The following post was originally published on my old blog on April 1, 2009.
One of my favorite practices this season was Fox’s “remote-free TV” model, in which the networks aired fewer commercials during each episode of Fringe and Dollhouse—while charging advertisers more for the exclusivity—in an effort to keep viewers watching live, instead of recording the shows and fast-forwarding through the commercials. I liked it because, as a result, each episode’s running time was 49 or 50 minutes, instead of just 42 or 43 minutes.
Unfortunately, the experiment had its share of setbacks, according to this article at Airlock Alpha. Even though viewers paid more attention to the ads, many companies were reluctant to shell out the extra bucks. Also, each episode was more expensive to produce—and the extra minutes of each episode would be cut if the show was ever to air on another network.
I have to confess that I did nothing to help save the venture. I rarely watching anything live, unless it’s some sort of viewing get-together with friends. The reduced number of ads simply meant less time through which to fast-forward.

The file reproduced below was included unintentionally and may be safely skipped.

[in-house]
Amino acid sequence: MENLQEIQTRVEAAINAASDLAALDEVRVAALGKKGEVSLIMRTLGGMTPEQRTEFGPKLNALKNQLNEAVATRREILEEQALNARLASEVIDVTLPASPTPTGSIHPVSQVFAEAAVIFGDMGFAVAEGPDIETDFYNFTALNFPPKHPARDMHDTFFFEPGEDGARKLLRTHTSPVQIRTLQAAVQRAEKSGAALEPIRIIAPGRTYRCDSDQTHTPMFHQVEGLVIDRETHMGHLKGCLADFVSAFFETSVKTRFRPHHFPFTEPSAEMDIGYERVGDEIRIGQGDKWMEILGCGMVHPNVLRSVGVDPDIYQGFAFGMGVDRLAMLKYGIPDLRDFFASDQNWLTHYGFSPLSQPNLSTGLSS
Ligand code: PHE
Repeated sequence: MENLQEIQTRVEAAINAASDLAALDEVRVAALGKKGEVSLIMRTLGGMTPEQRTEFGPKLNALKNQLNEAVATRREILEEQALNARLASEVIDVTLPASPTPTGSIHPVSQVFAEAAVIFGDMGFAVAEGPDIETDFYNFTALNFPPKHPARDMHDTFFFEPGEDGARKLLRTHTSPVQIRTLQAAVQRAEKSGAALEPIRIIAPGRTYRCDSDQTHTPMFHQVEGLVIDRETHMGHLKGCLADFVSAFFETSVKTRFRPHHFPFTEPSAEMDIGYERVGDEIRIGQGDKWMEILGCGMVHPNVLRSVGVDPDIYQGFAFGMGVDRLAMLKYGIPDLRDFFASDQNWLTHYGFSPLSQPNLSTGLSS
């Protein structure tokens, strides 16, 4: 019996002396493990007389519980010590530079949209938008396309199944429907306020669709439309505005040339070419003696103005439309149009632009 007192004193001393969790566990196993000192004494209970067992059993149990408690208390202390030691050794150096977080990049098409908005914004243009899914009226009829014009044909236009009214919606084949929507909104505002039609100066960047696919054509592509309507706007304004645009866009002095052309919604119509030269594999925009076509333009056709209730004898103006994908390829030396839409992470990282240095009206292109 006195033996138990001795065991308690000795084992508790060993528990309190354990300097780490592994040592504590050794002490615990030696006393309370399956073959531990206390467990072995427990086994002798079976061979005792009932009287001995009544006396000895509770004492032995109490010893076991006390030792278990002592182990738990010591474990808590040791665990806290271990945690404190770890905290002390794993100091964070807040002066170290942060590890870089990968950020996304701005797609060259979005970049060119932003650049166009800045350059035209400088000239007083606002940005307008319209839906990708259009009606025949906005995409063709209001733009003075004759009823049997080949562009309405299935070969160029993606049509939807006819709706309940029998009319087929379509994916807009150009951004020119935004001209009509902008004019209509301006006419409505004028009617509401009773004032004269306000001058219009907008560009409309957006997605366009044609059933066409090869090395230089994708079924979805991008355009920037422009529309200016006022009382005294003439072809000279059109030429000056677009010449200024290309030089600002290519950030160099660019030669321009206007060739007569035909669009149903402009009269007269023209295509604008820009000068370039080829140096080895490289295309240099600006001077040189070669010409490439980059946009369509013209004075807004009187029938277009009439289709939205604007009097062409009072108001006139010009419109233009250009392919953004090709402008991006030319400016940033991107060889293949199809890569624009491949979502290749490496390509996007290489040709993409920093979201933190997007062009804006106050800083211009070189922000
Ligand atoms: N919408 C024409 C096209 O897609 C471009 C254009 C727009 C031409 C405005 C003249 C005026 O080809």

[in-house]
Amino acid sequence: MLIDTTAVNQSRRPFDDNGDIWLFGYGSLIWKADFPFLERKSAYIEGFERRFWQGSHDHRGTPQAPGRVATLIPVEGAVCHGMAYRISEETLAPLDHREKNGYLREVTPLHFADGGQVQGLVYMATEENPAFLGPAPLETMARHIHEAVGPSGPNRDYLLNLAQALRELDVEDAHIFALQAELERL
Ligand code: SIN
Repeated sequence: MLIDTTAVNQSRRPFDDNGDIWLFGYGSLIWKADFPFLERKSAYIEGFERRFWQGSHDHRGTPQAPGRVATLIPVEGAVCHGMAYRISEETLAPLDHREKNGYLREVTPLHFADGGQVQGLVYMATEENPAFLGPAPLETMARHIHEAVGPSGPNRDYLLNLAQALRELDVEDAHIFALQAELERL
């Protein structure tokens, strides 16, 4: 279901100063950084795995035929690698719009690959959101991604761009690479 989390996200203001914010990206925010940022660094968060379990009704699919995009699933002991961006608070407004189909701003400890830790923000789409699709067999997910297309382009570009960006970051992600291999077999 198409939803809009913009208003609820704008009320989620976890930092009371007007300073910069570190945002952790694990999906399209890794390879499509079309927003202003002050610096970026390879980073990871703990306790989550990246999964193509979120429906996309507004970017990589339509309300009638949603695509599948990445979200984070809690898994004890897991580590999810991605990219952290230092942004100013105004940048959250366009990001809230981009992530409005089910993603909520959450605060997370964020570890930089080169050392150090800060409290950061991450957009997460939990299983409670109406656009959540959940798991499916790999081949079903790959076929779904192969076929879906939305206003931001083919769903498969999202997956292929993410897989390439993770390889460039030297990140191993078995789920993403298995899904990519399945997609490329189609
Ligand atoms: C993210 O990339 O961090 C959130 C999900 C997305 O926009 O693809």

However, I propose remote-free TV could work (and should be implemented) for shows like Dancing with the Stars or American Idol for a number of reasons: a) advertisers would gladly pay more since DWTS and Idol are huge ratings successes, b) it would reduce the running time of the show, especially if the producers trimmed some of the padding to fit those shows into an hour-long time slot, and, assuming that happened, c) other shows could be added to the lineup to fill those now-vacant time slots.
Networks, please have faith in remote-free TV—if not for me and my selfish desires, then for the sake of packing more into your primetime hours.